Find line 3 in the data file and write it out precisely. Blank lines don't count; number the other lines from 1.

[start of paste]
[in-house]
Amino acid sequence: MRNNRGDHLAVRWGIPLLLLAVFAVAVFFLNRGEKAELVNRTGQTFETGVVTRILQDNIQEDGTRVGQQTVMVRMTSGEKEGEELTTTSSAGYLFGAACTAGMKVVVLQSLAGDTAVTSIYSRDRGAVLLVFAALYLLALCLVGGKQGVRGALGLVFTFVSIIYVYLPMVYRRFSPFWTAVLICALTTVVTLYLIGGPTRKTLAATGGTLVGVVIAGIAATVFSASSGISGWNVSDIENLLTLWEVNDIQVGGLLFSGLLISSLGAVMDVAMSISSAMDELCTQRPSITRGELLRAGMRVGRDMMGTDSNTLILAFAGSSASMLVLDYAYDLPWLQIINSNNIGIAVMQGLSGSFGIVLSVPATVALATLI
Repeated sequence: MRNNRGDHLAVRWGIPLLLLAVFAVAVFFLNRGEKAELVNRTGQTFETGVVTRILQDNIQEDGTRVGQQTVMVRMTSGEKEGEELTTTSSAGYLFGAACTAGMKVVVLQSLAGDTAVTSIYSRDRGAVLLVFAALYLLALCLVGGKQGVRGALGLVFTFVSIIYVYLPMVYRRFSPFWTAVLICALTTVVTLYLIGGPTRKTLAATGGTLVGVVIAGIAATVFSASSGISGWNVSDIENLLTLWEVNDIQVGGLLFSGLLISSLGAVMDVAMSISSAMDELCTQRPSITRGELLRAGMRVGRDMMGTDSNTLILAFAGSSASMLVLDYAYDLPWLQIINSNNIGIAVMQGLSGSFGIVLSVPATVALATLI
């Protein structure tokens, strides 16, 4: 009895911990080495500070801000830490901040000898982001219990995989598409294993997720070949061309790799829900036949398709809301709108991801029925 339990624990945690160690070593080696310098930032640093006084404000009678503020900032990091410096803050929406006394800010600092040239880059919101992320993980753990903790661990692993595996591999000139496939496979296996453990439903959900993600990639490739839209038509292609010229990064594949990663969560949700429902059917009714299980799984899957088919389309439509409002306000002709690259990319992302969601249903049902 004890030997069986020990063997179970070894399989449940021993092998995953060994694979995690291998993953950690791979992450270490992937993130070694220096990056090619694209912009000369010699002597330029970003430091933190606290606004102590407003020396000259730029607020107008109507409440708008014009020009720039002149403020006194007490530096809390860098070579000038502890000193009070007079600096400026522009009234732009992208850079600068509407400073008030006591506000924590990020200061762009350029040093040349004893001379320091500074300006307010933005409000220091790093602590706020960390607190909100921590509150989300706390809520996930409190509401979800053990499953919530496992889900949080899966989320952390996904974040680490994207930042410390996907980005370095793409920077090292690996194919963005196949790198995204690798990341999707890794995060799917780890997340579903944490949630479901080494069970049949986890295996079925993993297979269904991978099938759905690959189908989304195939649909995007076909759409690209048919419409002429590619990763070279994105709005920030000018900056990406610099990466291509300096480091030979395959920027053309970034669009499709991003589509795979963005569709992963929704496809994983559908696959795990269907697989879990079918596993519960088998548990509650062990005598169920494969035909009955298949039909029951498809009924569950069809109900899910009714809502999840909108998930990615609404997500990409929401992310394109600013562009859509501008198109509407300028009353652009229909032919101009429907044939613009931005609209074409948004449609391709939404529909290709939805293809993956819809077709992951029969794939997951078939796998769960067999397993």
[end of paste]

Repeated sequence: MRNNRGDHLAVRWGIPLLLLAVFAVAVFFLNRGEKAELVNRTGQTFETGVVTRILQDNIQEDGTRVGQQTVMVRMTSGEKEGEELTTTSSAGYLFGAACTAGMKVVVLQSLAGDTAVTSIYSRDRGAVLLVFAALYLLALCLVGGKQGVRGALGLVFTFVSIIYVYLPMVYRRFSPFWTAVLICALTTVVTLYLIGGPTRKTLAATGGTLVGVVIAGIAATVFSASSGISGWNVSDIENLLTLWEVNDIQVGGLLFSGLLISSLGAVMDVAMSISSAMDELCTQRPSITRGELLRAGMRVGRDMMGTDSNTLILAFAGSSASMLVLDYAYDLPWLQIINSNNIGIAVMQGLSGSFGIVLSVPATVALATLI